The landscape of tumor mutations
The key advantage of MPS technologies is the reduced cost and time needed to sequence a sample. This allows for more samples to be investigated than has previously been possible. Although many important genetic mutations have been discovered with earlier methods (see introduction), MPS technologies have enabled the investigation of more samples in a greater variety of cancers. This increase in available information and statistical power has resulted in the identification of many new genes thought to be involved in cancer biology. Efforts by large, international consortia, including TCGA and ICGC, have yielded detailed characterizations of the common somatic genetic alterations in a variety of different tumor types. These findings have been recently reviewed in (132-134).
Putting it all together: pan-cancer studies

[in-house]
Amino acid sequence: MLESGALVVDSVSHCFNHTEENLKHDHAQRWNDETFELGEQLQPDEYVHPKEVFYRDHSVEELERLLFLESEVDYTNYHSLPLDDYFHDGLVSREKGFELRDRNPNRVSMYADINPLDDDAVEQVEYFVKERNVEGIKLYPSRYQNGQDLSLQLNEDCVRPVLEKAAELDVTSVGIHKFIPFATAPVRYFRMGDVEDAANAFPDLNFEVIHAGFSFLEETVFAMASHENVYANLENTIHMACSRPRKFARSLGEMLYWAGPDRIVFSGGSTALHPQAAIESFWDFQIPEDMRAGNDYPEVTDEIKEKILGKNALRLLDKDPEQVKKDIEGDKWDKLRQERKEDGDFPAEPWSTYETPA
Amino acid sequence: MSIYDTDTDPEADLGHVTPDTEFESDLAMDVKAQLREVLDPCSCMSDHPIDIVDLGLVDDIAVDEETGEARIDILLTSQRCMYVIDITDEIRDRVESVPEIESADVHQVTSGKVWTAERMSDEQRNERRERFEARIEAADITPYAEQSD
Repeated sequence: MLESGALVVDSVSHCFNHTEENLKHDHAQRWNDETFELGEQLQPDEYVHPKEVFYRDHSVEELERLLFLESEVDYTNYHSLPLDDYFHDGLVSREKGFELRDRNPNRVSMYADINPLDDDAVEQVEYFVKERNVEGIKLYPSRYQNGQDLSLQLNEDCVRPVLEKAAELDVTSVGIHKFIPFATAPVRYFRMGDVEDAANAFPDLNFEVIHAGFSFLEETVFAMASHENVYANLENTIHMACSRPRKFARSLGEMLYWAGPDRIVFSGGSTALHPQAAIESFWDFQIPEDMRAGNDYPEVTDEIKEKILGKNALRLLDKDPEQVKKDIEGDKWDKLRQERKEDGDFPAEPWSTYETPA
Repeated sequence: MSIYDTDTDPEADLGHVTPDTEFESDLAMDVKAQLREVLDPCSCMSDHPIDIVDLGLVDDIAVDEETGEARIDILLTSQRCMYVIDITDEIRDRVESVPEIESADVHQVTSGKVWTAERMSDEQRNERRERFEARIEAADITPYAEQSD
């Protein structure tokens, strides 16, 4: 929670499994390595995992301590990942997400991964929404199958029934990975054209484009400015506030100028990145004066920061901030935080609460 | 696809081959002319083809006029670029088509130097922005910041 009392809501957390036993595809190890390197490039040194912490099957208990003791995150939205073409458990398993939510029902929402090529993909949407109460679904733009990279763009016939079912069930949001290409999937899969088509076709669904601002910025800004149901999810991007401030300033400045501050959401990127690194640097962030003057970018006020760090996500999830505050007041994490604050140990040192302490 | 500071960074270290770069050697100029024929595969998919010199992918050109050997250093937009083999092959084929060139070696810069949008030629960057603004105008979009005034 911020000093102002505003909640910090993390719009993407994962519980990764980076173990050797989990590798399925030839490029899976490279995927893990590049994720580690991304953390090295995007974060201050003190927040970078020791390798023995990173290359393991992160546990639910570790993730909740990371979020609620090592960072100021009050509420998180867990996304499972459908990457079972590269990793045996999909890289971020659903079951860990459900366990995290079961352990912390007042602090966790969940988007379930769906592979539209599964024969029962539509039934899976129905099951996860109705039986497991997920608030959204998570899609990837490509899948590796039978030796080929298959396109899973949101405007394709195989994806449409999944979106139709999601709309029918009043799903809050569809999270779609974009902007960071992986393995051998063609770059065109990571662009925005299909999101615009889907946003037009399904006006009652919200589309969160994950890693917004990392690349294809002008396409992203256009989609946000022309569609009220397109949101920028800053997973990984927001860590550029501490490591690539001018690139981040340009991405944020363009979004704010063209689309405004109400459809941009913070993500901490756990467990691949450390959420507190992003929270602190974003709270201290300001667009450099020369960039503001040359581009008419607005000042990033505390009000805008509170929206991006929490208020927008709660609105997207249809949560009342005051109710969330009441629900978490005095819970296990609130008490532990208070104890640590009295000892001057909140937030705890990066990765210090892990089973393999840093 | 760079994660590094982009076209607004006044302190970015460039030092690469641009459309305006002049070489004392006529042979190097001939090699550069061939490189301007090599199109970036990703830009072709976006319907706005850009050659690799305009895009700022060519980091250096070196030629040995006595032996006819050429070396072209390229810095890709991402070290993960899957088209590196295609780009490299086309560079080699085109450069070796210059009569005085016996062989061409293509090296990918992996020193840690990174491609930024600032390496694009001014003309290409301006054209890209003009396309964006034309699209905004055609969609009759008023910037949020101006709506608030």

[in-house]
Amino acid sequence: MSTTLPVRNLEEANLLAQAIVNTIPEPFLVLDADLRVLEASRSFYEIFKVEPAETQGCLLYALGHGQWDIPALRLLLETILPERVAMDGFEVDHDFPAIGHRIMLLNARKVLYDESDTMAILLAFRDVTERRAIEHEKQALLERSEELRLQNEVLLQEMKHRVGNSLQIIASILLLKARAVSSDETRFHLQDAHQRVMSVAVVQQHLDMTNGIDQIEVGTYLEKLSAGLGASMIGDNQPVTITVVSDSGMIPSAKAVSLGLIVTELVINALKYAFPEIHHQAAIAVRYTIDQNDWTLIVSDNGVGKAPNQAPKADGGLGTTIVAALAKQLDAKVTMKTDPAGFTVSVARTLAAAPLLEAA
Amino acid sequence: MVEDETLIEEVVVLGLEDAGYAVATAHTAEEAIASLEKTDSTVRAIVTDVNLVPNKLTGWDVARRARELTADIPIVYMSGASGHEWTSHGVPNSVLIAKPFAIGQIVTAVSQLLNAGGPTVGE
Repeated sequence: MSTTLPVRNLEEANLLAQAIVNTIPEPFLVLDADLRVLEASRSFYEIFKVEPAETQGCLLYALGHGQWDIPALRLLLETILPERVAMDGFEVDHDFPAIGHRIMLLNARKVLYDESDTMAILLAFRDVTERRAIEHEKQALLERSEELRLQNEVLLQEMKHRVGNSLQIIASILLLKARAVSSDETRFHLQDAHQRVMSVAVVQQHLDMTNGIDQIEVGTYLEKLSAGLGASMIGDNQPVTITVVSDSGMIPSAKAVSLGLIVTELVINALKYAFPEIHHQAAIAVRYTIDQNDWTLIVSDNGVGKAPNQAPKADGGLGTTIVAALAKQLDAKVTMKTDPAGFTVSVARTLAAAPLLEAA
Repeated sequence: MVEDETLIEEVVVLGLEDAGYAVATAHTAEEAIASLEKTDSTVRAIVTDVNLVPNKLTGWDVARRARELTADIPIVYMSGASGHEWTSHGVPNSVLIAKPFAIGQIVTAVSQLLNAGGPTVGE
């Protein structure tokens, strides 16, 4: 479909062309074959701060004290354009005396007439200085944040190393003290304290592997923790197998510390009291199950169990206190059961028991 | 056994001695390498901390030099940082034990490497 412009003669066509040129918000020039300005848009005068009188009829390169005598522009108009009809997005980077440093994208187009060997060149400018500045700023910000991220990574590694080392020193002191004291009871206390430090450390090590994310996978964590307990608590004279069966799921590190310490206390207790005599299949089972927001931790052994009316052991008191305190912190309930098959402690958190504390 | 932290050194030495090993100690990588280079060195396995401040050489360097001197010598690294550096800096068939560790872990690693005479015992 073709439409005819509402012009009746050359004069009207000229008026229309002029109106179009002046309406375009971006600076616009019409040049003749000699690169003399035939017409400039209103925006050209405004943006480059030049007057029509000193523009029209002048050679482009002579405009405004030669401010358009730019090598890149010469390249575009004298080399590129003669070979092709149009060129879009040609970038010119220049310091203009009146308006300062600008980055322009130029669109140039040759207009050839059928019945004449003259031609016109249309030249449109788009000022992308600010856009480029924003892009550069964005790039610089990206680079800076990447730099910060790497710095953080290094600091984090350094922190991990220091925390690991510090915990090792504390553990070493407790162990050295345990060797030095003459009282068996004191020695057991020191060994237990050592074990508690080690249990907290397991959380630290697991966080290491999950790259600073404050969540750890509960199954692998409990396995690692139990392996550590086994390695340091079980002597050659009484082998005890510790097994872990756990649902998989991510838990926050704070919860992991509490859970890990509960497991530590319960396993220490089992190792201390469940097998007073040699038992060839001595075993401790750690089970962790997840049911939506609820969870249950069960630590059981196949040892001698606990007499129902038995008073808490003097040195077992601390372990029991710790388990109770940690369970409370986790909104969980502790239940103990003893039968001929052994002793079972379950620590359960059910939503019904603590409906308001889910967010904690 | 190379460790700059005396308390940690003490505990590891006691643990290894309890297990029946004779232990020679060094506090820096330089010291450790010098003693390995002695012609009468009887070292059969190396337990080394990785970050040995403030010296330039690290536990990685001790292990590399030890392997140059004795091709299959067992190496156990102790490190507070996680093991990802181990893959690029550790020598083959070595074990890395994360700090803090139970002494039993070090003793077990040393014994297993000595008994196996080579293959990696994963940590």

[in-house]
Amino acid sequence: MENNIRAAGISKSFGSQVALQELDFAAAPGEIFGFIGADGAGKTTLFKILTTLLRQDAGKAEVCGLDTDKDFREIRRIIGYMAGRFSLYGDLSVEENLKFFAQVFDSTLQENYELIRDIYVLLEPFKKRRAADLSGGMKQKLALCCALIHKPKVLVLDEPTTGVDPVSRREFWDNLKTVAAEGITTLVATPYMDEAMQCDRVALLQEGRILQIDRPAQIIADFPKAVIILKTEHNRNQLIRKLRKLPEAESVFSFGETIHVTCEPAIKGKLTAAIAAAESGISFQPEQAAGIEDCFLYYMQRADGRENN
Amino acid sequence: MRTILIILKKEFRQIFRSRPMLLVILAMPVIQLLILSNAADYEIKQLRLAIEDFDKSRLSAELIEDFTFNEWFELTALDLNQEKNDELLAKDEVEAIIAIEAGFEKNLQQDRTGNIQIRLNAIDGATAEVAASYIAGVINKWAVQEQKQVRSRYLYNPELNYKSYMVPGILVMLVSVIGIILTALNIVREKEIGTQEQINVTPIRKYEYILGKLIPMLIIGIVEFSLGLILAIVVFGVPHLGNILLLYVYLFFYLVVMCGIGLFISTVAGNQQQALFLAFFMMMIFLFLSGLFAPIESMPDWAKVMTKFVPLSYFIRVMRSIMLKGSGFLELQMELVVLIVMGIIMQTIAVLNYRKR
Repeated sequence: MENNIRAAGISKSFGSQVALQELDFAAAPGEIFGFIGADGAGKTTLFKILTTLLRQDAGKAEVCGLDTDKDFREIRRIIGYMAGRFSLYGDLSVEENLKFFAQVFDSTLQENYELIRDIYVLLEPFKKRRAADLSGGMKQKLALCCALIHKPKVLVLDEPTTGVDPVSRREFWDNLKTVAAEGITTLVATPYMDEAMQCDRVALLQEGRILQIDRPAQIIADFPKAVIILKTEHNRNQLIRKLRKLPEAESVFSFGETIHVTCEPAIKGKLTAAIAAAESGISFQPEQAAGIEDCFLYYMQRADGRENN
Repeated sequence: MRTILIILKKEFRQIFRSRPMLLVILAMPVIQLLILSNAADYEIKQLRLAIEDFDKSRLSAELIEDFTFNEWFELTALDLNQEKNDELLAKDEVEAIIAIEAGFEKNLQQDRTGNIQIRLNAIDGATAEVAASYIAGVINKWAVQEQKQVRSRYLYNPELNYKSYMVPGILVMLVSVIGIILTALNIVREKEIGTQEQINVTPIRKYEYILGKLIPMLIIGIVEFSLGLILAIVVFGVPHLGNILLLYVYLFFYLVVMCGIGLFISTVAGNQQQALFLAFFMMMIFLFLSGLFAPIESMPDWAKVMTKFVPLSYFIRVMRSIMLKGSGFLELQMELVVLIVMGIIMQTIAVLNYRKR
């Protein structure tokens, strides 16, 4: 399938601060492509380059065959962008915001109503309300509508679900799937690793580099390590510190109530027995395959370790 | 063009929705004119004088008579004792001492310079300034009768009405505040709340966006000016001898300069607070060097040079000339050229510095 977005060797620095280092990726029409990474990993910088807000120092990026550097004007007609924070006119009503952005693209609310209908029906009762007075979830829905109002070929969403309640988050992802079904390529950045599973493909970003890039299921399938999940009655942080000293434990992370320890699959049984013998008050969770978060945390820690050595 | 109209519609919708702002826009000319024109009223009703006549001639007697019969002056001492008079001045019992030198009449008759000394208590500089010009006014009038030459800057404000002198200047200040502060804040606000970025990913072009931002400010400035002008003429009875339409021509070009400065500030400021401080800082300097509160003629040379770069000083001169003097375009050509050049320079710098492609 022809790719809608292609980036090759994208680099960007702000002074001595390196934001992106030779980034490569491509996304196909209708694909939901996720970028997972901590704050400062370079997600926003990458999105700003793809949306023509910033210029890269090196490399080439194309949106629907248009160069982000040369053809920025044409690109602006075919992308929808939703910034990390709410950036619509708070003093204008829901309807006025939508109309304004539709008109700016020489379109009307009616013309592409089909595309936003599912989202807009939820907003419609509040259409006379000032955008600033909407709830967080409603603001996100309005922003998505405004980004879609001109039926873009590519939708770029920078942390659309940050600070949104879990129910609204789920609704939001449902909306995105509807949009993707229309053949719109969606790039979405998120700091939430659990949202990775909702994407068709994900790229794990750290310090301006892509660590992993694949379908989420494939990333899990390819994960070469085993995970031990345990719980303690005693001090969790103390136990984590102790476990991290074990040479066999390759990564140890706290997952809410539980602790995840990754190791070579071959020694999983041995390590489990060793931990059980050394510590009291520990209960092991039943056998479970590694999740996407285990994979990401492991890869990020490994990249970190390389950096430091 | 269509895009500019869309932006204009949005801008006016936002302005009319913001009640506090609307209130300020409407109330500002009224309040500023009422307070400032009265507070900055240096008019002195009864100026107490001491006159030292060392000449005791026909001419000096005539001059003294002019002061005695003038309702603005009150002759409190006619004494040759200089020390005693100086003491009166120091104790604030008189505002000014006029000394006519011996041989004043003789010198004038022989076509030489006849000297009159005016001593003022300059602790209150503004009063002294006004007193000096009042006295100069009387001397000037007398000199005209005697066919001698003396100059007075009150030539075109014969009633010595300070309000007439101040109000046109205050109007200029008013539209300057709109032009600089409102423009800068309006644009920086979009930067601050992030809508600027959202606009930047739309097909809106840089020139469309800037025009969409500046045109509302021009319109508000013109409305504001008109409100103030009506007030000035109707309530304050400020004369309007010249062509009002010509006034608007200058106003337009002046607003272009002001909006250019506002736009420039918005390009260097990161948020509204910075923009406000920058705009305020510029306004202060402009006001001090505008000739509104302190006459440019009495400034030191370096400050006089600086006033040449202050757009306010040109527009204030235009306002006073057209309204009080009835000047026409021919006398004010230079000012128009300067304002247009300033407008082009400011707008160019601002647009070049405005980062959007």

The advantage of investigating more samples goes beyond better characterization of individual diseases. Datasets generated from individual cancers can now be examined together to compare and contrast across tumor types. A number of groups have recently reported pan-cancer analyses of somatic mutations, resulting in refined lists of likely driver genes. These studies often utilized data from the TCGA project, including ~3,200 samples across 12 different tumors. Tamborero et al. have applied different but complementary approaches for detection of significantly mutated genes to arrive at a high confidence list (135). A total of 291 potential driver genes were identified from the TCGA dataset based on a combination of higher than expected mutation rates, functional mutations, clustered mutations, and mutations in phosphorylation regions. The authors also determined the number of protein altering mutations in each sample, and found that the median driver mutation count per sample is close to previously hypothesized counts (5-7 in epithelial), which suggested that driver detection is “close to saturation”. Although known cancer genes like TP53 and PIK3CA were mutated across tumor types, they also identified 16 genes that were preferentially mutated in one tumor type. Functional bias was specifically used by Reimand et al. to examine mutations in phosphorylation regions (136). Seventy nine genes were mutated at an exact phosphorylation site, and 150 genes were enriched in phosphorylation-related mutations. The authors also identify “network-rewiring mutations” that are predicted to alter kinase-substrate interactions. Both studies demonstrate the importance of including functional considerations when identifying driver genes.